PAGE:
Professor Paul Butler Installed as the Albert Brick Professor of Law
Photo 1/4: Professor Paul Butler, the inaugural Albert Brick Professor of Law (second from left) with Professor Allegra McLeod, Dean William M. Treanor and Professor Abbe Smith.
Photo 2/4: Professor Abbe Smith, Professor Allegra McLeod and Dean William M. Treanor congratulate Professor Paul Butler onstage in Hart Auditorium.
Photo 3/4: Professor Paul Butler delivers his address, “Black Resistance: Law and the Forging of a Race,” after being installed as the inaugural Albert Brick Professor of Law at Georgetown on April 12.
Photo 4/4: Guests toast Butler as the inaugural Albert Brick Professor at a reception and dinner following the April 12 ceremony.
April 17, 2017 —
“My name is Paul Butler and I represent the United States — that’s how I used to start my opening statements when I was a prosecutor,” Professor Paul Butler said to the crowd gathered in Hart Auditorium on April 12. “I represented the government in criminal court in the District of Columbia, and I used that power to put black men in prison. And black women. And poor people. And Latinos. Like a lot of prosecutors that was pretty much all I did.”
No longer. Butler is now the inaugural Albert Brick Professor of Law at Georgetown — where he uses his power to explore attitudes about race. His address, “Black Resistance: Law and the Forging of a Race,” gave a tantalizing preview of his upcoming book Chokehold: Policing Black Men (The New Press, July 2017).
“A spirit of resistance is one of the defining characteristics of black people in the United States…” Butler said, asserting that a defining characteristic of being black in this country is fighting back. “It is black culture that has allowed African Americans to survive in a hostile land. Black resistance is an epistemology of self-respect, against all odds.”
Resistance is "resistance to law — not the concept of it, but the practice of the United States…” Butler said, noting that even relatively recent Supreme Court decisions have harmed black people by giving police superpowers. “My work has focused on black resistance to the criminal process, to the police and to punishment.”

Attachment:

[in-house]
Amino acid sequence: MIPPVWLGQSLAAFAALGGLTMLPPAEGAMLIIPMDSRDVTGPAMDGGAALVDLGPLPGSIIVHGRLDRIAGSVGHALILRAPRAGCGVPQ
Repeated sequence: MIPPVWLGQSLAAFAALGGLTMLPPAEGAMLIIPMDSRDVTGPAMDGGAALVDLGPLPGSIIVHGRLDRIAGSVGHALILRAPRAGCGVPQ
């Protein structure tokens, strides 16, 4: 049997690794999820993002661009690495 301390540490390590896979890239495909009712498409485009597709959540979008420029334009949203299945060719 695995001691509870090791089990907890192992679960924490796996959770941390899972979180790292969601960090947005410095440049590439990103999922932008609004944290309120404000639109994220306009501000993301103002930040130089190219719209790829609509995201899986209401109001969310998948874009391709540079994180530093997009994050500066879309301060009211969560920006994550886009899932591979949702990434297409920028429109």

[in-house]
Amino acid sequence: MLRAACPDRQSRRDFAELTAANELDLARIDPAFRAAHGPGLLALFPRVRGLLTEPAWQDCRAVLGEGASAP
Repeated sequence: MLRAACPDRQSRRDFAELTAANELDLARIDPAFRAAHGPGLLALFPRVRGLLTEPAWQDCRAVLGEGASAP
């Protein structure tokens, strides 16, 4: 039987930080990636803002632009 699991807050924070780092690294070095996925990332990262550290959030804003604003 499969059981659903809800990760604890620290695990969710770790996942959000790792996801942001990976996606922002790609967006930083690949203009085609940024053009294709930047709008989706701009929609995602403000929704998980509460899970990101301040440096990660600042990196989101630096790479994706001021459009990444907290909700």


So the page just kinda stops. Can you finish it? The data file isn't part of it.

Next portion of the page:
How to resist? Violence has sometimes been effective, though Butler discourages it on moral grounds. Financial success (because money is power) is a frequently discussed response. Yet in the end, Butler’s vision includes prison abolition.
“To many older folks, prison abolition sounds reckless and unsafe…but only 20 percent of people in prison are there for a homicide or a sex crime…” he says. “The idea is to come up with other ways of keeping communities safe, and holding people who cause harm responsible, without locking those people in cages for many years…abolition doesn’t mean opening all of the prison doors tomorrow.”
A Leading Voice
Professor Allegra McLeod, the leading legal theorist on prison abolition, called Butler’s scholarship “singularly creative, brilliant and risky.”
“As he’s engaged the work of James Baldwin, Malcolm X, Gwendolyn Brooks and Toni Morrison, he’s reoriented both legal scholarship and public understandings of race, crime and punishment…” McLeod said. “One feels in Paul’s writing a passionate urgency, an intimacy and a formidable critical edge that distinguishes Paul as perhaps the most important critical race theorist writing today.”
Professor Abbe Smith called Butler “a gifted teacher, scholar activist, and all-around national treasure." She played clips of Butler’s notable appearances in the national media, including a “60 Minutes” interview from the 1990s on race-based jury nullification and a 2015 visit to “The Diane Rehm Show.” (When a caller implied that the act of displaying the Confederate flag honored her Southern ancestors, Butler famously responded, “I have no respect for your ancestors. As far as your ancestors were concerned, I shouldn’t be a law professor at Georgetown. I should be a slave.”)
Dean William M. Treanor said it has been a privilege to watch Butler influence American law — "as a brilliant scholar, as an extraordinary teacher, as a remarkable member of this community…and as a leading voice who inspires us and teaches us, with his profound commitment to justice.”
The Albert Brick Professorship resulted from a remarkable agreement between two brothers — one a Georgetown Law alum of 1934, one a Medical Center professor — to endow faculty positions at their schools in each other’s honor.
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